Sucre, Bolivia
19° 2' S 65° 15' W
May 11, 2006 15:24
Distance 80km

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The Last City of the Inkas

The taxi driver took us straight to a hostel in Sucre and we were soon working our way through a meal on the main plaza that none of us enjoyed, despite the low standards needed to satisfy our hungry stomachs at such a late hour. Tino, who had earlier surprised us by taking the front seat in the taxi and chatting to the driver for much of the journey in Spanish, caught us out with another curve ball, by suggesting that he would like to splurge on what would be our final meal together the following day. Tino had to return to Brazil to fly back to Europe a week later and Tasso was going with him, in order to spend the last days of his travels in his spiritual home. The two of them would be leaving for Santa Cruz, from where they would catch the infamous 'Death Train' across the border to Brazil.

The next morning, I was up before the others and, after a shower, I took the opportunity to explore the city alone, whilst inquiring about how we might leave the city. Sucre, the administrative capital of Bolivia, was a beautiful, buzzing city. As Bolivia's chocolate capital, it has several chocolate shops around the centre, though none of the quality of those in Bariloche, Argentina. It also had a huge food market opposite our hostel, great for the morning apí and buñuelos, fruit juices and sweet, local biscuits. The downside was that, due to the frustratingly persistent national bus strike that began on our arrival in the country, our stay had to be curtailed if we were to make it back to Peru in time to see all we had planned to see there.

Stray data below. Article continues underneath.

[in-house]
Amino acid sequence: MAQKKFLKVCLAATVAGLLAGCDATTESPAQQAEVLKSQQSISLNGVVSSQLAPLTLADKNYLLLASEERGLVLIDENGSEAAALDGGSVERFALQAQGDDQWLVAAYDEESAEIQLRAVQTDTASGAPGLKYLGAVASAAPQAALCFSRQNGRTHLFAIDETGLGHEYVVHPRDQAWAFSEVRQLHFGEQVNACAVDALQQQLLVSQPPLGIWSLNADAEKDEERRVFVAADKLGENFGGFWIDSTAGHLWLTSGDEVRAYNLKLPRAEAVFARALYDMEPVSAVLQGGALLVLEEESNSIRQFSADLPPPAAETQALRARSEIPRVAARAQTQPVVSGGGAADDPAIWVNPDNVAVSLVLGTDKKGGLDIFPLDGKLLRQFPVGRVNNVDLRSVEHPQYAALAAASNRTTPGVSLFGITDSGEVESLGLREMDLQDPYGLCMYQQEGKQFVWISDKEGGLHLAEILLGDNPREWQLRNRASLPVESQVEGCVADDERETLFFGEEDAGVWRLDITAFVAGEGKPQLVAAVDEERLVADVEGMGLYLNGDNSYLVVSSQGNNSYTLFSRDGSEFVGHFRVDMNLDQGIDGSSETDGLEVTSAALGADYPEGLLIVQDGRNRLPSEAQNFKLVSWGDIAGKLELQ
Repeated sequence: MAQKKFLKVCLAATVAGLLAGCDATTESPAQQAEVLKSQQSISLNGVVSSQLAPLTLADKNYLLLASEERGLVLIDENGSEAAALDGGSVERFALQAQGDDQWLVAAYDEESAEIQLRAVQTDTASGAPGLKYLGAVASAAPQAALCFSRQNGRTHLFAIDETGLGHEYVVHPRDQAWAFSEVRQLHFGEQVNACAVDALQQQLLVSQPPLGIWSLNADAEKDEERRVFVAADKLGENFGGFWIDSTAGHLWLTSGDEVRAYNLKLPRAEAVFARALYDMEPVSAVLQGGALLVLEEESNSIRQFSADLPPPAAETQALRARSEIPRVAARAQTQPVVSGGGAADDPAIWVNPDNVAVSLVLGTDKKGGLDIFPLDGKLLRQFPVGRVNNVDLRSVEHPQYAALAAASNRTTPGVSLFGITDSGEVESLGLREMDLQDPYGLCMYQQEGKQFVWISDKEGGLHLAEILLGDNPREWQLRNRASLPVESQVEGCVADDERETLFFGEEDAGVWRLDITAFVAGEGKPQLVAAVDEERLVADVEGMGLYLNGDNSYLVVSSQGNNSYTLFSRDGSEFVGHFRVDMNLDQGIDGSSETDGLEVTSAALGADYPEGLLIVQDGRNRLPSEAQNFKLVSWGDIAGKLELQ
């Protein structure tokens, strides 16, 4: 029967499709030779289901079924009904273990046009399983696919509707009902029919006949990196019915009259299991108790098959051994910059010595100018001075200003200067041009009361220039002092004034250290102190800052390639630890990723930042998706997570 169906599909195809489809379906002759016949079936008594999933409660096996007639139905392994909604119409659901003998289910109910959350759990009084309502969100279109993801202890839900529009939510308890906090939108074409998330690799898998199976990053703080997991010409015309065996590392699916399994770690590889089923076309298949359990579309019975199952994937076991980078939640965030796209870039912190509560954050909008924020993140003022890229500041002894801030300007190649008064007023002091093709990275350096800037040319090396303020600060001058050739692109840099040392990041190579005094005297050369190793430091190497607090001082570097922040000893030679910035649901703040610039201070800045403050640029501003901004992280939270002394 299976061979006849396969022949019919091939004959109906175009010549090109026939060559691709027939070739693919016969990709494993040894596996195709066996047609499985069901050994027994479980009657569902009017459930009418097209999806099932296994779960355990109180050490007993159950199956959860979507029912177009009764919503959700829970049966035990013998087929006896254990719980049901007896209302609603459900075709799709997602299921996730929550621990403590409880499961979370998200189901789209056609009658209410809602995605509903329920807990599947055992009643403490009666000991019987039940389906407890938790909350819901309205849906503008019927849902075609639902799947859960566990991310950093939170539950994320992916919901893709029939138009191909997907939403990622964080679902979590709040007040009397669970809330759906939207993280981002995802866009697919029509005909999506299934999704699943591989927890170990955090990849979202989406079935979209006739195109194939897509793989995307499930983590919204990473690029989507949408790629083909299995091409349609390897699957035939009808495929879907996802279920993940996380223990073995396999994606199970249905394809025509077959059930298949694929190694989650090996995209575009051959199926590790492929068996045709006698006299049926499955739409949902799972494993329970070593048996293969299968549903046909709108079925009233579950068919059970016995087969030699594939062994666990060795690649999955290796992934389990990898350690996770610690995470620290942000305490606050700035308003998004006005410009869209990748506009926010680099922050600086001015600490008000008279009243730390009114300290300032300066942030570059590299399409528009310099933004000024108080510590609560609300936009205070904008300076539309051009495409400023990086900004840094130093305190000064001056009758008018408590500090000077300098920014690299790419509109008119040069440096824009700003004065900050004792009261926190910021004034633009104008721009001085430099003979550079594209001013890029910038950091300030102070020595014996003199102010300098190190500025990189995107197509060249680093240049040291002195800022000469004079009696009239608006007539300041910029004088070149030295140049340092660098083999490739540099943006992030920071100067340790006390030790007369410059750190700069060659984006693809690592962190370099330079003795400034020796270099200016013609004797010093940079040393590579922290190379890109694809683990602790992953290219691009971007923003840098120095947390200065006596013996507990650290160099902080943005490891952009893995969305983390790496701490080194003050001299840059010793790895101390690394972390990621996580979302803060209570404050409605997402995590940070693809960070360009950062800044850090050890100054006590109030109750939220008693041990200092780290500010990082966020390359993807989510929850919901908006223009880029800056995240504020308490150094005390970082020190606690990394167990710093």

After tickets for the flotas (buses put on to for these special circumstances) were sorted out from a stop on the road leaving the city, the four of us reconvened at our hostel and took a local recommendation for lunch. The place turned out to be a churrasco (grilled meat) restaurant and we were the only customers. The filling meal that followed was memorable for the fantastic steaks and special home made sauce. It was a fitting finale for the 4 members of The Inka Boys.

We said our farewells, Tasso and Martin left and Ben and I used the remaining 2hrs to buy some chocolates, get a tumbo juice (an orange, passion fruit-type fruit that I first tried in La Paz) and stock up on a few provisions for the journey ahead. I opted for a few cds and the biggest avocado I have ever eaten.

Photos / videos of "The Last City of the Inkas":

Sucre Sucre from our hotel Nothing will separate The Inka Boys... Gone...